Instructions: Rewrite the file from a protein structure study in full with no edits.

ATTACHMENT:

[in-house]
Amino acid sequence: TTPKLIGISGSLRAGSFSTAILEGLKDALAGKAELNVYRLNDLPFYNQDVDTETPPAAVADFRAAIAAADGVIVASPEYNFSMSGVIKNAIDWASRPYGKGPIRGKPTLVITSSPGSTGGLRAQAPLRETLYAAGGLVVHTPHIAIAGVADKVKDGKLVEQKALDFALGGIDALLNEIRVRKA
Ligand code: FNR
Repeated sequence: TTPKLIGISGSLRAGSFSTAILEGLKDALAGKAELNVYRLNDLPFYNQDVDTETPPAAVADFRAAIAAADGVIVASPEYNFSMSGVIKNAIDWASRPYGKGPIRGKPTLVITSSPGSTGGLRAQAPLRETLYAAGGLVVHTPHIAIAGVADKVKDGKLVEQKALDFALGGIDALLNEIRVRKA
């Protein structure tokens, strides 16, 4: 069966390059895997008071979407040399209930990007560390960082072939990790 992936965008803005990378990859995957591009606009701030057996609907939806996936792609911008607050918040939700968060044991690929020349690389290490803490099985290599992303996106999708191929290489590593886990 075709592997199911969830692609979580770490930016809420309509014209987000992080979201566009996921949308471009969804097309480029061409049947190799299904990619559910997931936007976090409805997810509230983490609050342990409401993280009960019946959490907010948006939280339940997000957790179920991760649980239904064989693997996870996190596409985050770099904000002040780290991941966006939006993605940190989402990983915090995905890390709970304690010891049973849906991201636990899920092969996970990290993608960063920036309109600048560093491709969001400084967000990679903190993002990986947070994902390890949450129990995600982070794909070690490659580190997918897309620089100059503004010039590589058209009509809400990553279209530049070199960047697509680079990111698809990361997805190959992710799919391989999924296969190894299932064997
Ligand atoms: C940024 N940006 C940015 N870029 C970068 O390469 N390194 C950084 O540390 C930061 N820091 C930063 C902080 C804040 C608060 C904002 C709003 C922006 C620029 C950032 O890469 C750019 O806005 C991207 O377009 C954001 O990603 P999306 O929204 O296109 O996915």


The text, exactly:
[in-house]
Amino acid sequence: TTPKLIGISGSLRAGSFSTAILEGLKDALAGKAELNVYRLNDLPFYNQDVDTETPPAAVADFRAAIAAADGVIVASPEYNFSMSGVIKNAIDWASRPYGKGPIRGKPTLVITSSPGSTGGLRAQAPLRETLYAAGGLVVHTPHIAIAGVADKVKDGKLVEQKALDFALGGIDALLNEIRVRKA
Ligand code: FNR
Repeated sequence: TTPKLIGISGSLRAGSFSTAILEGLKDALAGKAELNVYRLNDLPFYNQDVDTETPPAAVADFRAAIAAADGVIVASPEYNFSMSGVIKNAIDWASRPYGKGPIRGKPTLVITSSPGSTGGLRAQAPLRETLYAAGGLVVHTPHIAIAGVADKVKDGKLVEQKALDFALGGIDALLNEIRVRKA
């Protein structure tokens, strides 16, 4: 069966390059895997008071979407040399209930990007560390960082072939990790 992936965008803005990378990859995957591009606009701030057996609907939806996936792609911008607050918040939700968060044991690929020349690389290490803490099985290599992303996106999708191929290489590593886990 075709592997199911969830692609979580770490930016809420309509014209987000992080979201566009996921949308471009969804097309480029061409049947190799299904990619559910997931936007976090409805997810509230983490609050342990409401993280009960019946959490907010948006939280339940997000957790179920991760649980239904064989693997996870996190596409985050770099904000002040780290991941966006939006993605940190989402990983915090995905890390709970304690010891049973849906991201636990899920092969996970990290993608960063920036309109600048560093491709969001400084967000990679903190993002990986947070994902390890949450129990995600982070794909070690490659580190997918897309620089100059503004010039590589058209009509809400990553279209530049070199960047697509680079990111698809990361997805190959992710799919391989999924296969190894299932064997
Ligand atoms: C940024 N940006 C940015 N870029 C970068 O390469 N390194 C950084 O540390 C930061 N820091 C930063 C902080 C804040 C608060 C904002 C709003 C922006 C620029 C950032 O890469 C750019 O806005 C991207 O377009 C954001 O990603 P999306 O929204 O296109 O996915």